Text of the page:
The idea of a jingle – a short sequence of notes intended to catch the attention of a prospective buyer – has been around for ages. It’s an advertising cliché. Yet I, who prided myself in basing my ultimate game purchasing decisions on review scores, was stunned to discover recently just how much of my purchase and subsequent enjoyment of a game has been due to its music.
The very first game I distinctly remember selling me, at least in part, with its music was that classic of early nineties PC gaming, Wing Commander. The non-playable demo I got off a floppy disc back in 1990 was more like a movie trailer, with shots of space fighters duking it out to the best soundtrack a SoundBlaster could crank out back then. But as simple as it may seem now, I still remember three pieces of music that really got me going: The scramble music where your player ran to his fighter craft after the mission briefing, the post-landing tune where the tech surveys your bullet-ridden ship and says, “Glad to see you made it back alive, sir.” and, of course, the Wing Commander fanfare.
The music wasn’t the only element that sold me on the game by a long shot – it was the computer game I’d been wanting to play ever since the space battles in the Star Wars films burned themselves into my young brain – but the music certainly cemented my want of the game, so much so that I was distinctly disappointed when I bought the game and the scramble music didn’t sound quite the same as it had in the demo.
When I finally got my hands on Wing Commander thanks to a loan from Mum that I never paid back, I discovered that it was full of music – every screen or scene that had an attendant tune – and I loved virtually all of it. I still have fond memories of the jazz playing in the bar aboard the TCS Tiger’s Claw, the tense but steady briefing room music and, oddly enough, the music of the barracks which, while not quiet, was still warm and slow enough to make me think of soft beds and comfy blankets. Sometimes I’d just sit and listen to that tune until it started over again. 21 years on, I still hear it in my head, crystal clear. Wow.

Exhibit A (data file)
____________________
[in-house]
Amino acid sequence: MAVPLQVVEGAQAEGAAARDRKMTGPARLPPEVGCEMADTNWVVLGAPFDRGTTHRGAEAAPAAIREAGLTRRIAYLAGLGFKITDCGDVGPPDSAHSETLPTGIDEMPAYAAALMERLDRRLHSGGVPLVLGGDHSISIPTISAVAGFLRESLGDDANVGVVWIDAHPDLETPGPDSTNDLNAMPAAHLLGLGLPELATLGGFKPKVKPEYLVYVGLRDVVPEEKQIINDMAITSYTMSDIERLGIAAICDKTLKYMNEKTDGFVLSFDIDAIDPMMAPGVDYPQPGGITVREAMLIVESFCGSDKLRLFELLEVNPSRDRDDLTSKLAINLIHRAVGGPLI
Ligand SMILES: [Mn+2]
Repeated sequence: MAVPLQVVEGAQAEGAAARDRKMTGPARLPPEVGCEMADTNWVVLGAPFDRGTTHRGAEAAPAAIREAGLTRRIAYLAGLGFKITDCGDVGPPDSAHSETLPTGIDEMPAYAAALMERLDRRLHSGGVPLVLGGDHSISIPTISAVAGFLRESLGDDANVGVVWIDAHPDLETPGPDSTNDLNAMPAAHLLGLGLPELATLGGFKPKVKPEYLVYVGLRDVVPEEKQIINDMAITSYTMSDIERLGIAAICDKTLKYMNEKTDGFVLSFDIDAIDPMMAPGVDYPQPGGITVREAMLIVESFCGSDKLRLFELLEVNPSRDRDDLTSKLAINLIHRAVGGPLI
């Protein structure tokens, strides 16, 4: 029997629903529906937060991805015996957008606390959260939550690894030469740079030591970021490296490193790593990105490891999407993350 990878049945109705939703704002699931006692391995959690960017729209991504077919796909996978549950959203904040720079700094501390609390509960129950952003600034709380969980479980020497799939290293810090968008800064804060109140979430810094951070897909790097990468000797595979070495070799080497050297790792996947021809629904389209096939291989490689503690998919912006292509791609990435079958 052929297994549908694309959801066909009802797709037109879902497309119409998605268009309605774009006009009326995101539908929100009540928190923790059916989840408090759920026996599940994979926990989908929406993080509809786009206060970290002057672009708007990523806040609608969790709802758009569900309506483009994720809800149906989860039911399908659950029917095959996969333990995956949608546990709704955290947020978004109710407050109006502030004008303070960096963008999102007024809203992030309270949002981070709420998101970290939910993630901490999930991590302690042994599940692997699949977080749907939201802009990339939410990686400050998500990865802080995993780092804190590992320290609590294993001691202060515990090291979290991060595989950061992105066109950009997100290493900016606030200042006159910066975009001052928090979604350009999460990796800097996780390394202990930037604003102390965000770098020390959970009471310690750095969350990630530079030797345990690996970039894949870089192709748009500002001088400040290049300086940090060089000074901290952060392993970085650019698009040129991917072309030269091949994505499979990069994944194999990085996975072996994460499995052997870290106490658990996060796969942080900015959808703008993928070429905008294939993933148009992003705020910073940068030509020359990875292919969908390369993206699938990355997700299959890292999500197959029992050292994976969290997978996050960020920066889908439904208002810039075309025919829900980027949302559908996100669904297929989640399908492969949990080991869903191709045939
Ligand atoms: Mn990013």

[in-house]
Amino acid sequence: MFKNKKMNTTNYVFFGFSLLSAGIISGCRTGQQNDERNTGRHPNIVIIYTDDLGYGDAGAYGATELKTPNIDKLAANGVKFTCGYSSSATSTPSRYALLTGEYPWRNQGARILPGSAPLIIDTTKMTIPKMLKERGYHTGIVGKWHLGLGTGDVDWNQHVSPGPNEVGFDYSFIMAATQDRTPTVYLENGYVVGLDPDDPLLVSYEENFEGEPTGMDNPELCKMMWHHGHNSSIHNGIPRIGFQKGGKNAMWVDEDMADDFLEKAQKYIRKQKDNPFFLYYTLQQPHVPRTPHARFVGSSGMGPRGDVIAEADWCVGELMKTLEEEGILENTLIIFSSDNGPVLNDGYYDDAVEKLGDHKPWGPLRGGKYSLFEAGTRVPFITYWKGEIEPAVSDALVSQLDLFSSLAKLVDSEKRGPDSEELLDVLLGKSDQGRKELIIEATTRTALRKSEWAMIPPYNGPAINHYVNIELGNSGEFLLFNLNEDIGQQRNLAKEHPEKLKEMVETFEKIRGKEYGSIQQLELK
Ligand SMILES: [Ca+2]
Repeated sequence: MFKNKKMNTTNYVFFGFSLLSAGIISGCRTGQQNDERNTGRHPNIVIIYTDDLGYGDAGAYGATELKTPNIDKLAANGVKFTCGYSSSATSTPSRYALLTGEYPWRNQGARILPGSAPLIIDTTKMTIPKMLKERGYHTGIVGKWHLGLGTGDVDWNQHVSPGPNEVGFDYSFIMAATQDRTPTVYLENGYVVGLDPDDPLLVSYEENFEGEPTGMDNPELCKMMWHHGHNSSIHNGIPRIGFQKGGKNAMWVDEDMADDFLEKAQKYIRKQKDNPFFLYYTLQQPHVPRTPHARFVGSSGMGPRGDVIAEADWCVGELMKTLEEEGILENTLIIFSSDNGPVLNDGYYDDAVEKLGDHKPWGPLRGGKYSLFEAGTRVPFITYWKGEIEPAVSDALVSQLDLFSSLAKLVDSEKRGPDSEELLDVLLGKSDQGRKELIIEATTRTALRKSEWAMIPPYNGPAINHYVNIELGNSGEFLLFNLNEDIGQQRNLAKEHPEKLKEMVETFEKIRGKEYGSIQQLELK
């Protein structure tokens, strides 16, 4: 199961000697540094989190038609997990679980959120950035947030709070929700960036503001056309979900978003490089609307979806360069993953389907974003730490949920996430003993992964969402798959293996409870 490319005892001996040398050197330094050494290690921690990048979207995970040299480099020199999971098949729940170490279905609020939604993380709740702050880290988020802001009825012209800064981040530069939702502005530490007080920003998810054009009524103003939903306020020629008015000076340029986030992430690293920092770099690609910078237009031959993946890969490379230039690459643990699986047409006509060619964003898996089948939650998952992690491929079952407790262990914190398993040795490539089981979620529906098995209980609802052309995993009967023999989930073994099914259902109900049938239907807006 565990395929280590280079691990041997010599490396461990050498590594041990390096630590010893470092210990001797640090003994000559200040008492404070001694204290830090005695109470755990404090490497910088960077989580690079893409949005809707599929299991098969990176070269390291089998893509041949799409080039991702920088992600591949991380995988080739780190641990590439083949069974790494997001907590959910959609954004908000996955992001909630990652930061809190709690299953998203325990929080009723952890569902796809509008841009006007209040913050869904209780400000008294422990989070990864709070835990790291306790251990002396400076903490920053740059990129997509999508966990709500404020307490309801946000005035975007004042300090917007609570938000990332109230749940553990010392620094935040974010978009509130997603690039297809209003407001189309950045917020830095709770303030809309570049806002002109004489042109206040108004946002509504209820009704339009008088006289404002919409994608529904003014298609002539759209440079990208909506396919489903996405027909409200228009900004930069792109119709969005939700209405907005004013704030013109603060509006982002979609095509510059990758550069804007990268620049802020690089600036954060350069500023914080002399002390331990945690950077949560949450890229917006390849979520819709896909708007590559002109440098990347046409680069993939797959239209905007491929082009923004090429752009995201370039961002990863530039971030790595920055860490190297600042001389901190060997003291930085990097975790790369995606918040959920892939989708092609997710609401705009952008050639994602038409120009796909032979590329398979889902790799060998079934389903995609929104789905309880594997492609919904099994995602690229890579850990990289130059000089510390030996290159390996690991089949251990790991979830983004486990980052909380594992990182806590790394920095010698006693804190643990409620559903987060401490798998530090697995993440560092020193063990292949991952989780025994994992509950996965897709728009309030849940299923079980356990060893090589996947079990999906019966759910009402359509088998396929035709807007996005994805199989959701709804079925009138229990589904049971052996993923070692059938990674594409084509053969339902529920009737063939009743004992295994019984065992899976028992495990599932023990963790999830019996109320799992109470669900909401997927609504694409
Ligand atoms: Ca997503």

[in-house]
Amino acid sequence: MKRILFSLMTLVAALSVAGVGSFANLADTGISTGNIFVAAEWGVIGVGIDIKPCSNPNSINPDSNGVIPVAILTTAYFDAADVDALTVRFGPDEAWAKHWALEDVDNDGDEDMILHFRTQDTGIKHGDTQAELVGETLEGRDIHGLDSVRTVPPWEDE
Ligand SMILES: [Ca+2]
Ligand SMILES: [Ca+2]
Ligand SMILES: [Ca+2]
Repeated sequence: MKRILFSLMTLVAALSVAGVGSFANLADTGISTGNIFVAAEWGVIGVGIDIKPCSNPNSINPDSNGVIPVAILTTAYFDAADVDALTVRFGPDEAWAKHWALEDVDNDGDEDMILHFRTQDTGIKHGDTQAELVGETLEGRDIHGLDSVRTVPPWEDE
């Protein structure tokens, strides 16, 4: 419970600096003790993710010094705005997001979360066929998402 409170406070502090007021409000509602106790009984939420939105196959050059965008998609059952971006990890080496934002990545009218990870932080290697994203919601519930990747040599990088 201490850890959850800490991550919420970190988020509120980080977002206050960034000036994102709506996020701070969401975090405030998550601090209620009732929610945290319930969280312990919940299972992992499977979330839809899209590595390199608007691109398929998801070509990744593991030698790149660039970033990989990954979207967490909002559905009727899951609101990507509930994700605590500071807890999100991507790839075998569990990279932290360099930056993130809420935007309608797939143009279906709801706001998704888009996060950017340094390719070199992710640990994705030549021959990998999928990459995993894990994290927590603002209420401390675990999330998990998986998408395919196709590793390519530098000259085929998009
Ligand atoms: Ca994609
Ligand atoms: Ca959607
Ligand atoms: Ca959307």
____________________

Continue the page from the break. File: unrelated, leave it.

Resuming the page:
Heck – you can hear most of what I’m on about here! God, I love YouTube…
The next game whose music grabbed my interest came out nine years later; Relic’s 3D real time strategy, Homeworld. Beyond the good reviews and the space fleet combat setting, the fact that the prog-rock band Yes had recorded a song for it just got me even more curious. Now, I was no Yes fan (I’m still not) and I hadn’t even heard “Homeworld (The Ladder)” before buying the game, but I did get the demo off a cover disc, and the haunting ambient melody that played as I worked through the training mission in orbit over the planet Kharak hooked me right in.
The only thing I regret about Homeworld is that to this day I’m yet to finish it (difficult? Ha! Try punishing). And Yes’ offbeat and epic “Homeworld (The Ladder)”, which played over the end credits, was, I think, the first song I bought from iTunes.
Three more years, though, took me to the big one, the first game whose soundtrack I actually bought on CD: Halo: Combat Evolved. Microsoft putting the whole “Halo” theme as a stream on their website sold me on the game, the Xbox, the Xbox 360 and eventually the whole FPS series (but not the RTS Halo Wars, the novels or other ancillary product).
The announcement trailer for Halo 2 was the first time I’d seen a trailer for a Halo game prior to purchase, and again the music was great; so much so that it stuck with me. The strings as the Master Chief appeared in his new suit of Mjolnir armour, armed himself and stepped into the elevator, and then the monks and nuns as he… jumped out of a gorram spaceship. If there’s one thing Martin O’ Donnell and Michael Salvatori know, it’s how to make a tune that makes people want to buy.
Over the subsequent decade, they proved it with the trailers for Bungie’s next four games in the Halo universe. I fell in love with that piano call and orchestra response in the Halo 3 announcement trailer where the Master Chief discovers what the Covenant have been digging for in Earth’s soil. I was in the midst of talking myself out of Halo 3 – which was going to be exclusive to the Xbox 360, a console I was sure I wouldn’t be able to afford – when that trailer came out, and it turned me around. Heck, that string of five notes was pretty much Halo 3’s jingle.
Then there was 2009’s Halo 3: ODST, which took a step back from the big, mythic, Celtic sound of the main series to build some understated themes around a lonely saxophone and a whirling piano melody. Not only that, but hearing the tune “Rain” in a preview of the game pretty much landed me, and it was for that tune I bought my second game soundtrack CD ever.
Finally, last year’s Halo: Reach, which went for relaxed, heavy bass horn and electric guitar badassery to underscore just how much business the Spartans of Noble Team meant… and then some long strings at the end to remind us that no matter how hard they’ll try, the battle against the Covenant for the planet Reach won’t end well for them, or anyone.